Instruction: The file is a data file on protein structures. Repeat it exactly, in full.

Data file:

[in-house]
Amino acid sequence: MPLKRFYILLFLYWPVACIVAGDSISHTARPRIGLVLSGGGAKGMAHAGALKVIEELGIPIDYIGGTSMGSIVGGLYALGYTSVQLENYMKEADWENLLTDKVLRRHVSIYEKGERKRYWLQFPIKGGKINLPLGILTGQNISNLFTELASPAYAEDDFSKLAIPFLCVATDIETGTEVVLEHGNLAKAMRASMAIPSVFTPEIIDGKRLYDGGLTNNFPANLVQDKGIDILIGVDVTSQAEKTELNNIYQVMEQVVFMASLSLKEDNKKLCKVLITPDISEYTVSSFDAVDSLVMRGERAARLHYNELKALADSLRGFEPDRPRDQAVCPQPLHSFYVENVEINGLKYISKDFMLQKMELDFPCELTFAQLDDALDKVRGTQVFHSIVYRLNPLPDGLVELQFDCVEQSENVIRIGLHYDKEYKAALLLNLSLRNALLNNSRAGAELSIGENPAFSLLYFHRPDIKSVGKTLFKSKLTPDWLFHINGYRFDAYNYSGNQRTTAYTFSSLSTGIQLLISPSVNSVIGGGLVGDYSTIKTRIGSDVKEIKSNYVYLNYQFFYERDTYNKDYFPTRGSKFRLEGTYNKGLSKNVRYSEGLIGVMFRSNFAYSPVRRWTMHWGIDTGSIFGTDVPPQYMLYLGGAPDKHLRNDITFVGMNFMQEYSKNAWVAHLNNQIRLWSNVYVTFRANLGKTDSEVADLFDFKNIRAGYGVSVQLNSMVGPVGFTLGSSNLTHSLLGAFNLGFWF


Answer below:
[in-house]
Amino acid sequence: MPLKRFYILLFLYWPVACIVAGDSISHTARPRIGLVLSGGGAKGMAHAGALKVIEELGIPIDYIGGTSMGSIVGGLYALGYTSVQLENYMKEADWENLLTDKVLRRHVSIYEKGERKRYWLQFPIKGGKINLPLGILTGQNISNLFTELASPAYAEDDFSKLAIPFLCVATDIETGTEVVLEHGNLAKAMRASMAIPSVFTPEIIDGKRLYDGGLTNNFPANLVQDKGIDILIGVDVTSQAEKTELNNIYQVMEQVVFMASLSLKEDNKKLCKVLITPDISEYTVSSFDAVDSLVMRGERAARLHYNELKALADSLRGFEPDRPRDQAVCPQPLHSFYVENVEINGLKYISKDFMLQKMELDFPCELTFAQLDDALDKVRGTQVFHSIVYRLNPLPDGLVELQFDCVEQSENVIRIGLHYDKEYKAALLLNLSLRNALLNNSRAGAELSIGENPAFSLLYFHRPDIKSVGKTLFKSKLTPDWLFHINGYRFDAYNYSGNQRTTAYTFSSLSTGIQLLISPSVNSVIGGGLVGDYSTIKTRIGSDVKEIKSNYVYLNYQFFYERDTYNKDYFPTRGSKFRLEGTYNKGLSKNVRYSEGLIGVMFRSNFAYSPVRRWTMHWGIDTGSIFGTDVPPQYMLYLGGAPDKHLRNDITFVGMNFMQEYSKNAWVAHLNNQIRLWSNVYVTFRANLGKTDSEVADLFDFKNIRAGYGVSVQLNSMVGPVGFTLGSSNLTHSLLGAFNLGFWF